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MLB owners approve expanded instant replay for 2014 season

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Representatives of all 30 MLB teams are currently in Cooperstown, and have voted to approve expanded instant replay. To be implemented in 2014 is an NFL style, manager initiated challenge system.

Gregory Shamus

The addition of expanded instant replay to help the Bud Selig's beloved "human element" is nigh. Selig has expressly given his approval, calling it, "A historic day."

Unfortunately, Major League Baseball's version of instant replay ended up a needlessly convoluted NFL style challenge system.

As first reported by FOX Sports' Ken Rosenthal and confirmed by Ken Davidoff of the New York Post, in the expanded review system each team receives one challenge in the first six innings, and two additional challenges from the seventh inning until the end of the game. Almost every play will have the ability to be reviewed. The only calls off limits will be balls and strikes, which will remain judgement calls by the umpires. Currently, MLB only uses replay review to verify home runs.

MLB will not depend on replays from television coverage. Bob Nightengale of The USA Today reports camera systems are to be set up at every major league stadium, along with a monitoring system at MLB's New York headquarters staffed with a full umpiring crew. But the final decision will still be made by the on-field umpires.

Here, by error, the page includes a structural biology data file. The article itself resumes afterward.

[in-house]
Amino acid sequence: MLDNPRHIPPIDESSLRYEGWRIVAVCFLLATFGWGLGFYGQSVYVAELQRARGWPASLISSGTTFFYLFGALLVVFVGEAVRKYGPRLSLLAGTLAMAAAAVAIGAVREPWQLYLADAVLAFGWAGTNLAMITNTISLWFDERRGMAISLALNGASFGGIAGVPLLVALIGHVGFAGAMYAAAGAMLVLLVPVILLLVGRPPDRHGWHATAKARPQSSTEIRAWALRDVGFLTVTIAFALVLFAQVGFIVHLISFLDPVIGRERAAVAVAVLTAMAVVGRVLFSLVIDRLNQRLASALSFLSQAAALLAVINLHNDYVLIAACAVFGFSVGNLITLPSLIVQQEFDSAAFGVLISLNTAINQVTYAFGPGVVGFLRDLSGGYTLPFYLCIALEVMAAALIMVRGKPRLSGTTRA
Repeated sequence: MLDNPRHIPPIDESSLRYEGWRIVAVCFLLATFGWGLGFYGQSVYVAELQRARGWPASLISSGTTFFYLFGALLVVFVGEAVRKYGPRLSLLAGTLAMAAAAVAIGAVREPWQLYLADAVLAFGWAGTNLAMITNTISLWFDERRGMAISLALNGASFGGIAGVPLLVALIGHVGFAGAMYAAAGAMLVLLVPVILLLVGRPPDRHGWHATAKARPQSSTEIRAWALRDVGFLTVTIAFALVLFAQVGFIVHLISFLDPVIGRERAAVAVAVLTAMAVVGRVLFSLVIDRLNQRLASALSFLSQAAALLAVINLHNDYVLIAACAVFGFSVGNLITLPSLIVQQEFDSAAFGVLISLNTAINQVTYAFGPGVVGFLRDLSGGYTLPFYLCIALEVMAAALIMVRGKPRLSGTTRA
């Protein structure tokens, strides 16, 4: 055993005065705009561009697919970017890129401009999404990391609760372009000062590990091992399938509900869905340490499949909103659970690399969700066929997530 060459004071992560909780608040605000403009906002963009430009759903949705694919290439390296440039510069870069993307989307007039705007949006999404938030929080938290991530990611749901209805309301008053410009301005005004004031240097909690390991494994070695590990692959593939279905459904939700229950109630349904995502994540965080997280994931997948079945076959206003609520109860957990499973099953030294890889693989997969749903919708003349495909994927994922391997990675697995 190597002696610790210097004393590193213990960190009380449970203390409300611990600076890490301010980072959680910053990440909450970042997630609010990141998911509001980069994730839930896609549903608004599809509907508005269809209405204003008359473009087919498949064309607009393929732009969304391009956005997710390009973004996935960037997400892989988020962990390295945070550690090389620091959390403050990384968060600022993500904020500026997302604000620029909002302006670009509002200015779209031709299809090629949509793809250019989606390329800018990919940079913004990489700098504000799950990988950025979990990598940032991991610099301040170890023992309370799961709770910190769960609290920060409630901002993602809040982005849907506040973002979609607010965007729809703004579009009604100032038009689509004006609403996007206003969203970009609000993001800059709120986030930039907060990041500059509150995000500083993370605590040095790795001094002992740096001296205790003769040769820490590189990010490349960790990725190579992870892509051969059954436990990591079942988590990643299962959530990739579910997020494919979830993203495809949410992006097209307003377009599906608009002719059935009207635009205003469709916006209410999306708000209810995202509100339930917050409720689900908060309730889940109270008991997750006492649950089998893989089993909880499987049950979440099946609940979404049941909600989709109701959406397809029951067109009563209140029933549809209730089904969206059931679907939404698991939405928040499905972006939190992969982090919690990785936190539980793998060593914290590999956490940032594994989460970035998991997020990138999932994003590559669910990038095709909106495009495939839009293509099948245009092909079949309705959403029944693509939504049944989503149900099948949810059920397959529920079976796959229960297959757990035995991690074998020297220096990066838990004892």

The cost to setup a league-wide replay system is expected to be anywhere from $25 to $40 million, a relative drop in the bucket of MLB's coffers.

As any NFL fan knows, a challenge system is far from a cure all, creating a separate set of headaches. All too often a team is forced to burn their challenges early, then left without the ability to challenge another call. After years of sticking to a strict challenge system and it's inherent issues, the NFL recently improved replay review. They did this by taking the challenge option away from head coaches at certain points of the game, instituting an booth review system. NFL officials now review all all scoring plays and turnovers, and hold sole discretion as to what plays are reviewed in the final two minutes of the half.

There's also the time factor. A review system, no mater how limited or inclusive, could add to the length of a game. MLB games now run an average of 2:50, up significantly from the 2:30 game length in the 1970's. Many NFL replays can take five minutes or more, which has played a large part in the average game length increasing to well over over three hours.

The replay proposal required a 75% ownership majority for the rules changes to be approved. Being the owners have moved forward with expanded instant replay, both the MLBPA and umpire's union still have to give their OK before the plan can be implemented.

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